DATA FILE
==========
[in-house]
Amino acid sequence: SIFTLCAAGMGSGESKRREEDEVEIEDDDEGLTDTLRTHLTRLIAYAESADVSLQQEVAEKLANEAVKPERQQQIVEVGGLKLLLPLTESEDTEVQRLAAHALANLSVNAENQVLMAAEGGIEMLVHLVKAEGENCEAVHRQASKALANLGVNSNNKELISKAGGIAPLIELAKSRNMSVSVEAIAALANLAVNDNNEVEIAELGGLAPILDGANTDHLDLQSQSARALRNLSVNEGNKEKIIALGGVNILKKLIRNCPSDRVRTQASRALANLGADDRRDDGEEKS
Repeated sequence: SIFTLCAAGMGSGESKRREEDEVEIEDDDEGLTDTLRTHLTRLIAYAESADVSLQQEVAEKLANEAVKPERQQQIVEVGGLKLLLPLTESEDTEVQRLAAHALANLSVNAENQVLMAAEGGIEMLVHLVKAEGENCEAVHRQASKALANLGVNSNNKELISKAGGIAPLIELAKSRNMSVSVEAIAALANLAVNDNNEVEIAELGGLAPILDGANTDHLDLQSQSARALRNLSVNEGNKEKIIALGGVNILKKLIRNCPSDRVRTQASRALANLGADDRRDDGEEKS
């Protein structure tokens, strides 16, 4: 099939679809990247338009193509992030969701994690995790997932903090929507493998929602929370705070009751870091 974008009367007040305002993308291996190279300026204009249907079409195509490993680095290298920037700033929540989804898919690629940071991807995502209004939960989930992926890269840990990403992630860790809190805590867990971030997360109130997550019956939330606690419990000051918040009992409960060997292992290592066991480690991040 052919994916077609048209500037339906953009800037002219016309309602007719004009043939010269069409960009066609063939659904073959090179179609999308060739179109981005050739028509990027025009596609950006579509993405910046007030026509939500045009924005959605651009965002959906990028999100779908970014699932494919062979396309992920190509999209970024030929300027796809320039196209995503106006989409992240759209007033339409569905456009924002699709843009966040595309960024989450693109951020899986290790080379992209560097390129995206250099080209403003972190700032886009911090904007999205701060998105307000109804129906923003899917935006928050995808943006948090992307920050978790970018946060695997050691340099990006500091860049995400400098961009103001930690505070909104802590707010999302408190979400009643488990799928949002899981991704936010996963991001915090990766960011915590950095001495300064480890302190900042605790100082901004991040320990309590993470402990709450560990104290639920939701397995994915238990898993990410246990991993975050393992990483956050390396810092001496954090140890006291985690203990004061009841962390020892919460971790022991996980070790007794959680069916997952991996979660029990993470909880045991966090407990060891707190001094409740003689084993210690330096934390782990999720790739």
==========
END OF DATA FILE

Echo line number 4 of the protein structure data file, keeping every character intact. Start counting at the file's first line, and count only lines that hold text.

């Protein structure tokens, strides 16, 4: 099939679809990247338009193509992030969701994690995790997932903090929507493998929602929370705070009751870091 974008009367007040305002993308291996190279300026204009249907079409195509490993680095290298920037700033929540989804898919690629940071991807995502209004939960989930992926890269840990990403992630860790809190805590867990971030997360109130997550019956939330606690419990000051918040009992409960060997292992290592066991480690991040 052919994916077609048209500037339906953009800037002219016309309602007719004009043939010269069409960009066609063939659904073959090179179609999308060739179109981005050739028509990027025009596609950006579509993405910046007030026509939500045009924005959605651009965002959906990028999100779908970014699932494919062979396309992920190509999209970024030929300027796809320039196209995503106006989409992240759209007033339409569905456009924002699709843009966040595309960024989450693109951020899986290790080379992209560097390129995206250099080209403003972190700032886009911090904007999205701060998105307000109804129906923003899917935006928050995808943006948090992307920050978790970018946060695997050691340099990006500091860049995400400098961009103001930690505070909104802590707010999302408190979400009643488990799928949002899981991704936010996963991001915090990766960011915590950095001495300064480890302190900042605790100082901004991040320990309590993470402990709450560990104290639920939701397995994915238990898993990410246990991993975050393992990483956050390396810092001496954090140890006291985690203990004061009841962390020892919460971790022991996980070790007794959680069916997952991996979660029990993470909880045991966090407990060891707190001094409740003689084993210690330096934390782990999720790739």